Bulletin September 2015 • 15 Workshop on Assessment, Prevention and Alleviation of Pain and Distress in Laboratory Animals held on 20th to 22nd April 2015 T his is the 19th year that this very popular course was run, with delegates from as far as Japan, Luxembourg, Germany and Holland attending. The vast majority of the attendees were laboratory animal vets and we were two of three animal technologists. Ken Applebee and I travelled by train from Kings Cross London to Newcastle on Sunday evening to make sure we were ready to tackle this very intense course bright and early on Monday morning. We stayed in the recommended course hotel the Jury Inn, Newcastle town centre and were transported by a prearranged and course provided taxi to Newcastle University Campus throughout the workshop. After registering and receiving our info packs we were eager to start, I think Ken was too but it is hard to tell sometimes. DAY 1 Monday Course tutors were led by Professor Paul Flecknell, who was more than ably assisted by Dr Johnny Roughan, Dr Matt Leach, Dr Claire Richardson and Dr Amy Miller. All are experts in their fields. Introduction The workshop started with explanations of what is pain? – “an unpleasant sensory and emotional experience associated with actual or potential tissue damage or described in such terms of such damage” and what is distress? – often described as “an aversive, negative state in which coping and adaptation processes fail to return an organism to physiological and/or physiological homeostasis”. The workshop then moved on to the concepts of animal welfare and how it is multifaceted with physical, psychological and naturalness, all overlapping. After a short break we went on to behavioural scoring of rats, mice and rabbits. Videos were shown of rats and mice and the delegates were asked to score the level of pain we thought they may be suffering and after some coaching most of us realised that you can miss certain signs if you look away to see what you are writing. Therefore the best way is to just have a pad in front of you and just look and tick when you see signs of possible pain and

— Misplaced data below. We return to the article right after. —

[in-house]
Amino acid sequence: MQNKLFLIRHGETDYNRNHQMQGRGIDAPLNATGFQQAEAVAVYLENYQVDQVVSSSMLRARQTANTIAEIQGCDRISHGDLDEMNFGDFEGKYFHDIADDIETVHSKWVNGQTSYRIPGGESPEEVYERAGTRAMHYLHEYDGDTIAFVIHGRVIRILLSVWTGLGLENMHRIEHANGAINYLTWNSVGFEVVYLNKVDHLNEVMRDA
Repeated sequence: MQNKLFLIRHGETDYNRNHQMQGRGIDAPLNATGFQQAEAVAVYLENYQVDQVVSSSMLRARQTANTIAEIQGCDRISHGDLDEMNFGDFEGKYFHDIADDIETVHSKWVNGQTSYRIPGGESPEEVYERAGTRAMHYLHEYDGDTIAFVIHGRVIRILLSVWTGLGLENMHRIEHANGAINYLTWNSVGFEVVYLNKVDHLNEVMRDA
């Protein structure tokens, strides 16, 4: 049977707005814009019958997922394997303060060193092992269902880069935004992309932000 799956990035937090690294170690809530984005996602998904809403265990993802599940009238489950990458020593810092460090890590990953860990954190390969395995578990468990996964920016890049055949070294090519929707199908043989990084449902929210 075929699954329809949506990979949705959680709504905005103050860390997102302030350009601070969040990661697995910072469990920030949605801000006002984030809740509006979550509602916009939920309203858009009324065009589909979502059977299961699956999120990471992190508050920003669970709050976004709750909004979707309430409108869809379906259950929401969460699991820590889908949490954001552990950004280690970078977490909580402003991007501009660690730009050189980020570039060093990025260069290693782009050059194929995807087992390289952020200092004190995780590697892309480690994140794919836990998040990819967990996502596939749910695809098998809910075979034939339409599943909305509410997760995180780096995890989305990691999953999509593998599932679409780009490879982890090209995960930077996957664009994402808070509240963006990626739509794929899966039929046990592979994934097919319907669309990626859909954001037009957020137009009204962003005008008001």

Bulletin  September 2015      15  Workshop on Assessment, Prevention and Alleviation of Pain and Distress in Laboratory An...